… aaand just when you think the book is over we have an EPILOGUE!  Alanna and Coram are getting ready to ride into the southern desert to do some heroing.  Everyone is clustered around to say goodbye like they’re at the goddamn airport.  Gary tells her that she doesn’t need to leave just because she killed a measly ol’ Duke, and Alanna says that she needs to find herself and that she’ll come back once she’s done so.  Raoul says that she sould stay because he feels like he doesn’t know “Sir Alanna” at all, to which she replies that “Sir Alanna” is just Alan with the truth being told, which is sort of lovely and perfect.  George tells her to remember the theives’s signs he taught her, presumably with a subtext of “if you don’t I’ll totally drug you.”  They all then leave Alanna alone to say goodbye to Jonathan, because apparently they are the worst kept secret in the whole gd realm.  They kiss, she promises (again) to come back, and then Jonathan watches them ride away.  Alanna thinks about the road to knighthood, the duel with Roger, and the possibility of future happiness for herself.  It is a very solemn, weighty moment.  And then she ruins it by being a dork.

She let out a whoop of sheer exuberance and kicked Moonlight into a gallop.  “C’mon, Coram!” she cried, galloping past him.  “Let’s go find an adventure!”

Pictured above: Adventurers.

So how does the whole knighthood thing go for Alanna?  Will George do the creep at her even while she’s in the desert?  How awkward is it going to be to reread this next one as an adult with some basic understanding of race relations, honestly?  Find out next time when we start THE WOMAN WHO RIDES LIKE A MAN!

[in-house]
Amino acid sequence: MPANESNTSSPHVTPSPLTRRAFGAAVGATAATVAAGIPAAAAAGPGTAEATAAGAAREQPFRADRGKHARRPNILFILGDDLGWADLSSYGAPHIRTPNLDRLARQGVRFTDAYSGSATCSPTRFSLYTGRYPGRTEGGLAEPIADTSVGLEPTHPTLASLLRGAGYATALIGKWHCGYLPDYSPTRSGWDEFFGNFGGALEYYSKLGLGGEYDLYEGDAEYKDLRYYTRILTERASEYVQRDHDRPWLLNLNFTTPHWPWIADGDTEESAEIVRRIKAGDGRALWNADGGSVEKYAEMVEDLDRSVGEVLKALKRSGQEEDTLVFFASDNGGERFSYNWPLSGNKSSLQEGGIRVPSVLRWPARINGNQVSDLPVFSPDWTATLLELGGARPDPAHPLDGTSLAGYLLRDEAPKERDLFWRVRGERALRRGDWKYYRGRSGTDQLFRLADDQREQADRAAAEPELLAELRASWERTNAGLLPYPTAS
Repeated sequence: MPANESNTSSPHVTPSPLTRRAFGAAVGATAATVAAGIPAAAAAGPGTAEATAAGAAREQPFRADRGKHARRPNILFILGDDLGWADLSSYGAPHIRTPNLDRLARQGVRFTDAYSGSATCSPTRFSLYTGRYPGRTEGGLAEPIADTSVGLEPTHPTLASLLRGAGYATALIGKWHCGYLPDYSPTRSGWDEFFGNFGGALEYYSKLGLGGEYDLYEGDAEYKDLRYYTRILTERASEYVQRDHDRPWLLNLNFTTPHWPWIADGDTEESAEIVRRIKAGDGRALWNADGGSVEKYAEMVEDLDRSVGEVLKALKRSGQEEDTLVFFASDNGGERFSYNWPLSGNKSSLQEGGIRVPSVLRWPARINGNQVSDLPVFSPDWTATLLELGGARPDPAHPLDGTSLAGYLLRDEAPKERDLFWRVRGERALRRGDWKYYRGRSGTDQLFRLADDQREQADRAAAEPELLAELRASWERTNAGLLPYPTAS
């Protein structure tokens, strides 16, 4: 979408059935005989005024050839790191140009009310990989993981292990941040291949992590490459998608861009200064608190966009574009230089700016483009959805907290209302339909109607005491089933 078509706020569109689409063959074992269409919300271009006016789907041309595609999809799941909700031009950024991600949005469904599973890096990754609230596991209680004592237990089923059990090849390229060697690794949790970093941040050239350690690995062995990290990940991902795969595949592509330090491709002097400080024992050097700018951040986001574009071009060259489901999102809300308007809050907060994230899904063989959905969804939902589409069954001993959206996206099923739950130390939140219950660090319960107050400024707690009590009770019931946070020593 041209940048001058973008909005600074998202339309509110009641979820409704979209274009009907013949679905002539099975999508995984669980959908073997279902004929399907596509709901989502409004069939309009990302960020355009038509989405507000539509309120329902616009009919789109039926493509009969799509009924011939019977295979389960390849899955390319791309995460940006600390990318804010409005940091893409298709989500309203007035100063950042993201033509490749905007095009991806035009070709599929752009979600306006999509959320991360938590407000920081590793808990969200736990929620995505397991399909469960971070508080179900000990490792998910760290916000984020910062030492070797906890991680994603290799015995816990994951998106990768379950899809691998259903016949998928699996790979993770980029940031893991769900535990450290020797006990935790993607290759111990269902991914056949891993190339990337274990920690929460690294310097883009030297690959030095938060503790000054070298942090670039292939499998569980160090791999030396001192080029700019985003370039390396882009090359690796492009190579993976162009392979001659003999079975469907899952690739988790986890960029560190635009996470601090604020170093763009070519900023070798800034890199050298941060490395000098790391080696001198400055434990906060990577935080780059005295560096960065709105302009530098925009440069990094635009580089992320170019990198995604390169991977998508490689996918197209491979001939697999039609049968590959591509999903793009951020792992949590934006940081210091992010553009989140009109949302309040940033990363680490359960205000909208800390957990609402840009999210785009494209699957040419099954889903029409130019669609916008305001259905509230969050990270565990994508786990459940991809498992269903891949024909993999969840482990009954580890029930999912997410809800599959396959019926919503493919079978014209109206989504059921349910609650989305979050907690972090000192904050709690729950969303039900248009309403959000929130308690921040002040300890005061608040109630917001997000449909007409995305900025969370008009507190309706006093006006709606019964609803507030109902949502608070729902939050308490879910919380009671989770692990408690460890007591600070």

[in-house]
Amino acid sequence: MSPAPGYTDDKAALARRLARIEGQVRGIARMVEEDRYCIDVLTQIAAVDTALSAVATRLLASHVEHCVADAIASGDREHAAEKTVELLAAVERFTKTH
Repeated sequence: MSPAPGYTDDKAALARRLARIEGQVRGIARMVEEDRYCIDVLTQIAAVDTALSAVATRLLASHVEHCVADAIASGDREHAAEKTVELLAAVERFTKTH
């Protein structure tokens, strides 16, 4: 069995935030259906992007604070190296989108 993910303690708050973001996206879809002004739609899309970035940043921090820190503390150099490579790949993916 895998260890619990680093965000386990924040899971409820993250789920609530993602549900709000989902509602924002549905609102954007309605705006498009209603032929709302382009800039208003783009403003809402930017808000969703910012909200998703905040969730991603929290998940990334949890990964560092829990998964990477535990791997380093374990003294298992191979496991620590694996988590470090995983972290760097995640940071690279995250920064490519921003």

(lol, rides)


    Alright first, do you just hate George or something? How is he a creep? And the theives sign is to keep her safe. If she is out numbered by a group of thieves and she shows them the sign then they will leave her alone - at least that's the point.
    You are insanely critical...

    1. Hello!

      I do hate George, in fact, although I didn't when I first read the books. As a kid I thought he was a really sweet, romantic guy; however, as an adult a lot of his behaviour reads as very obsessive and controlling (all the surprise kisses, pursuing Alanna when she tells him not to and thereby actively making her uncomfortable, drugging her, etc). I did forget that about the Thieves' Sign, though, so thank you for reminding me!

    2. I lurk on here, but just wanted to let give you my ~support~ in writing this blog. It's obvious you're writing from a humorous POV and I really enjoy looking back on the books and seeing them from a different, more adult, perspective. Like, gurl, lighten up and laugh at the books/characters a little.

      People need to stop taking criticism so damn personally. If you love George, it doesn't make you a bad person, but there are parts of his character that are problematic or just poorly written, full stop. Personally, I love reading criticism of my favorite characters and my favorite character is Jon, so this is bordering on, like, masochism.

      Anyways, keep up the good work! I'm not excited for WWRLAM though....